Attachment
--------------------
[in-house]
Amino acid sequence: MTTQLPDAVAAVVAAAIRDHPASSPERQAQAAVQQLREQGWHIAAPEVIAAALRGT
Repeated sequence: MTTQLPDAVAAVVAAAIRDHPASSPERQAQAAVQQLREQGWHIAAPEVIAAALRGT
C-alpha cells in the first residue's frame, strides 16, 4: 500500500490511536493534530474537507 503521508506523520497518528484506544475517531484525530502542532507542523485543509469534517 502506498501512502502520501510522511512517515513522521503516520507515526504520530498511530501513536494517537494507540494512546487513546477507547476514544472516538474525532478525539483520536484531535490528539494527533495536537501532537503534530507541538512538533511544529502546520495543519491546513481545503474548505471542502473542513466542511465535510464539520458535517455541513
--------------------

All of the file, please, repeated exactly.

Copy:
[in-house]
Amino acid sequence: MTTQLPDAVAAVVAAAIRDHPASSPERQAQAAVQQLREQGWHIAAPEVIAAALRGT
Repeated sequence: MTTQLPDAVAAVVAAAIRDHPASSPERQAQAAVQQLREQGWHIAAPEVIAAALRGT
C-alpha cells in the first residue's frame, strides 16, 4: 500500500490511536493534530474537507 503521508506523520497518528484506544475517531484525530502542532507542523485543509469534517 502506498501512502502520501510522511512517515513522521503516520507515526504520530498511530501513536494517537494507540494512546487513546477507547476514544472516538474525532478525539483520536484531535490528539494527533495536537501532537503534530507541538512538533511544529502546520495543519491546513481545503474548505471542502473542513466542511465535510464539520458535517455541513